Video Out section
The video drivers are used for video playback in the compositor and the viewer. These determine how you will see video on the timeline.
- Play every frame
- this causes every frame of video to be displayed even if it means that the playback of the video tracks fall behind. Most likely you will want this enabled because, after all, in order to edit you want to see each frame. However, if you are just watching a big video, you can switch to not play every frame so that you can at least not be distracted by slowness.
- Framerate achieved
- the number of frames per second being displayed during playback. This is updated during playback only. The goal is to get as close to the frame rate as possible, even if Play every frame is not enabled.
- Scaling equation
- Enlarge / Reduce – this algorithm is used when video playback involves scaling or translation (only X11 video driver). This does not affect 1 : 1 playback. Choices available are:
- Nearest Neighbor / Nearest Neighbor
- low quality output with fast playback. Often produces jagged edges and uneven motion.
- Bicubic / Bicubic
- Bicubic interpolation is used for both enlarging and reducing, enlarging blurs slightly but does not show stair step artifacts.
- Bicubic / Bilinear
- High quality output with slow playback. Bicubic interpolation is used for enlarging, which blurs slightly but does not show stair step artifacts. A bilinear interpolation is used for reduction, which produces very sharp images and reduces noise. Bilinear reduced images can be sharpened with a sharpen effect with less noise side effects than a normal sized image.
- Bilinear / Bilinear
- when slight enlargement is needed, a bilinear enlargement looks better than a bicubic enlargement. Bilinear uses less CPU than either Bicubic or Lanczos.
- Lanczos / Lanczos
- is not necessarily a general purpose upscaler, but is intended for low resolution sources. However many people like the sharpening effects. More quality from Lanczos does take more CPU.
- DVD subtitle to display
- DVD IFO files usually contain subtitle tracks. These must be decoded with the MPEG decoder. Select Enable subtitles to enable subtitle decoding. There are usually multiple subtitle tracks indexed by number and starting from 0. Enter the index number of the subtitle track to be decoded in the DVD Subtitle to display text box or use the tumbler to increase the index value. Go to the asset corresponding to the MPEG file in the Resources window and right click. Click on Info. The number of subtitle tracks is shown at the bottom.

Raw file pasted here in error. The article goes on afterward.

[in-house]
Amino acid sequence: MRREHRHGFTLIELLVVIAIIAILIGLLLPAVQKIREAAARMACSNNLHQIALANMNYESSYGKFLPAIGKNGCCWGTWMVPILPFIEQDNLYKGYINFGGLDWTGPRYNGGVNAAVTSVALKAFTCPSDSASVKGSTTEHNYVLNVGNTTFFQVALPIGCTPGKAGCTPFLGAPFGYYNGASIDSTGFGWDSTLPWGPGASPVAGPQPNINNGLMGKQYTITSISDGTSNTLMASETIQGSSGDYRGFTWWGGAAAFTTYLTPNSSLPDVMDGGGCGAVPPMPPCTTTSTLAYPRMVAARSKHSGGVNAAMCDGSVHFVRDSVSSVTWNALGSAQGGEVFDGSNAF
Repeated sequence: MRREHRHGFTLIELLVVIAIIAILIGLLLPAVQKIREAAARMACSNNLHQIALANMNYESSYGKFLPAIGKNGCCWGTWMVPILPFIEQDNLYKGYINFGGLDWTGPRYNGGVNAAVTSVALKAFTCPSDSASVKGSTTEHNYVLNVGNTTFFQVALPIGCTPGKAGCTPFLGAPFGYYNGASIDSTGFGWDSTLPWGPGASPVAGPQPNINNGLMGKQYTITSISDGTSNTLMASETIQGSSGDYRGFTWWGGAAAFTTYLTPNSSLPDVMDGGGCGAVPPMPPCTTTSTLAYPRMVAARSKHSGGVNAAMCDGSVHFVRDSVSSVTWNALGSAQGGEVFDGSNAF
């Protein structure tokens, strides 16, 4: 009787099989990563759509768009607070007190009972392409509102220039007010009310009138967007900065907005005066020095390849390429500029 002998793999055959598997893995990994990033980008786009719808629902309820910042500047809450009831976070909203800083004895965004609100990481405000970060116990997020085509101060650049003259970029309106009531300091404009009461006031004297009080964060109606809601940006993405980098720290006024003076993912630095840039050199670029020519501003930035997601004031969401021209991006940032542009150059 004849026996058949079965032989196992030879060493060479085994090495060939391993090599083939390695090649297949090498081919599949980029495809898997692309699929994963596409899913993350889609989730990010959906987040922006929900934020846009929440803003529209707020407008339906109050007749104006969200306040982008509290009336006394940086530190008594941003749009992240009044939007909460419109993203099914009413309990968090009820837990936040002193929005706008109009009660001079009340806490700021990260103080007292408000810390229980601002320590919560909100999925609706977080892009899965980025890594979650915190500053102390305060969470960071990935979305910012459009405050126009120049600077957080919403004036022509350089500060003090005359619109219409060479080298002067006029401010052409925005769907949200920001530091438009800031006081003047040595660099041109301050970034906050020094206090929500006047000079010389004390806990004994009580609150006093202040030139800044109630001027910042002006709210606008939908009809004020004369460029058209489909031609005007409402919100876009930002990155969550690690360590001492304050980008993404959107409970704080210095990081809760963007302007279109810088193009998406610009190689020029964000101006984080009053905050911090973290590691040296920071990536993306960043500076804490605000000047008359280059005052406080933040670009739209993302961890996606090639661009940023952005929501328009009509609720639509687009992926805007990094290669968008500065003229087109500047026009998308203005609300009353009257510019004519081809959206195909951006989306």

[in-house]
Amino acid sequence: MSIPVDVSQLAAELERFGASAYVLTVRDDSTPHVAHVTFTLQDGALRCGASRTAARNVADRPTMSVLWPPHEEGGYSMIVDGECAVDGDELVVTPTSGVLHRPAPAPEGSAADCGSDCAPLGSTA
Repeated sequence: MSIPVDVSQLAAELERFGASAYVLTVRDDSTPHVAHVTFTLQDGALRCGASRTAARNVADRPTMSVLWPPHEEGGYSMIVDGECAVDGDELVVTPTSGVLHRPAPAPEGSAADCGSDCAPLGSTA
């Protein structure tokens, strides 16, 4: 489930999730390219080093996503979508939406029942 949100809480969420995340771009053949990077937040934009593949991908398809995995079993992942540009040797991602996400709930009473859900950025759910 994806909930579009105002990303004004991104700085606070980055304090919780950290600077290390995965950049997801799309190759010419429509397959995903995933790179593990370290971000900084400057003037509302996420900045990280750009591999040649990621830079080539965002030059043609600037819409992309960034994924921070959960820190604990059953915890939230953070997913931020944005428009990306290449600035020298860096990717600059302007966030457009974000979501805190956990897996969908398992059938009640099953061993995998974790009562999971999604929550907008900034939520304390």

- Enable subtitles/captioning
- for broadcast TV ??
- Label cells
- TOC Program No
- Table of Contents program number used in DVB ??
- Interpolate CR2 images
- enables interpolation of CR2 images. Interpolation is required since the raw image in a CR2 file is a Bayer pattern. The interpolation uses dcraw's built-in interpolation and is very slow. This operation can be disabled and the Interpolate Pixels effect used instead for faster previewing
- White balance CR2 images
- this enables white balancing for CR2 images if interpolation is also enabled. This is because proper white balancing needs a blending of all 3 primary colors. White balance uses the camera's matrix which is contained in the CR2 file. Disabling white balancing is useful for operations involving dark frame subtraction. The dark frame and the long exposure need to have the same color matrix. If you disable Interpolate CR2 Images and use the Interpolate Pixels effect, be aware the Interpolate Pixels effect always does both interpolation and white balancing using the camera's matrix, regardless of the settings in Preferences. Dark frame subtraction needs to be performed before Interpolate Pixels.
- Video driver
- normally video on the timeline goes to the compositor window during both continuous playback and when the insertion point is repositioned. Instead of sending video to the Compositor window, the video driver can be set to send video to another output device during continuous playback. However, this does not affect where video is routed when the insertion point is repositioned. Options are listed next.
- this was the first method of graphical display on Unix systems. It just writes the RGB triplet for each pixel directly to the window. It is useful when graphics hardware can not handle very large frames. And when X11 is used with the associated checkbox enabled of use direct x11 render if possible it can be a really good playback method to speed up playback for large frames.
- this was an enhancement to X11 in 1999. It converts YUV to RGB in hardware with scaling. In some cases it may be the preferred playback method, but it can not handle large frame sizes. Maximum video size for XV is usually
- the most powerful video playback method is OpenGL. With this driver, most effects are done in hardware with the graphics board installed in the computer. OpenGL allows video sizes up to the maximum texture size, which is usually larger than what XV supports, depending on the graphics driver. OpenGL relies on PBuffers and shaders to do video rendering. Plugins or transitions that do not have handle OpenGL in the code will use software instead of hardware and this will slow down playback.
OpenGL does not affect rendering. It just accelerates playback. X11-OpenGL processes everything in 8 bit color models, although the difference between YUV and RGB is retained. The scaling equation set in the preferences window is ignored by OpenGL – it always uses linear scaling. Camera and projector operations use OpenGL, but some of the effects may not support OpenGL acceleration.
- Raw 1394, DV 1394, and IEC 61883
- are for old camcorders.
- Default A/B Display
- the interface is intended for dual monitor displays. Depending on the value of Display, the Compositor window will appear on a different monitor from the rest of the windows.
The CINELERRA-GG Community, 2021